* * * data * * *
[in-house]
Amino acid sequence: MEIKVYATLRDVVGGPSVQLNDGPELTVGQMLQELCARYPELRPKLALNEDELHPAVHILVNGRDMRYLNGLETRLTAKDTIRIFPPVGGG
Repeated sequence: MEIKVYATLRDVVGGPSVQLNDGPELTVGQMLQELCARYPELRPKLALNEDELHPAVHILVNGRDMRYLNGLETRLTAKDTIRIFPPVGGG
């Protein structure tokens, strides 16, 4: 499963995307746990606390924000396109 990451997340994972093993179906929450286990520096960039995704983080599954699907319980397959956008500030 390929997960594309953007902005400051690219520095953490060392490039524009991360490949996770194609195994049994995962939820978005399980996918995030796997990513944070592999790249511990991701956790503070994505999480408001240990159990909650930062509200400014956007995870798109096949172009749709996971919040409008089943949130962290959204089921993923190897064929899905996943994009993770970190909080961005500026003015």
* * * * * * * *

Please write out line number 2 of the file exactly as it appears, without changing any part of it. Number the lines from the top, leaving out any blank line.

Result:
Amino acid sequence: MEIKVYATLRDVVGGPSVQLNDGPELTVGQMLQELCARYPELRPKLALNEDELHPAVHILVNGRDMRYLNGLETRLTAKDTIRIFPPVGGG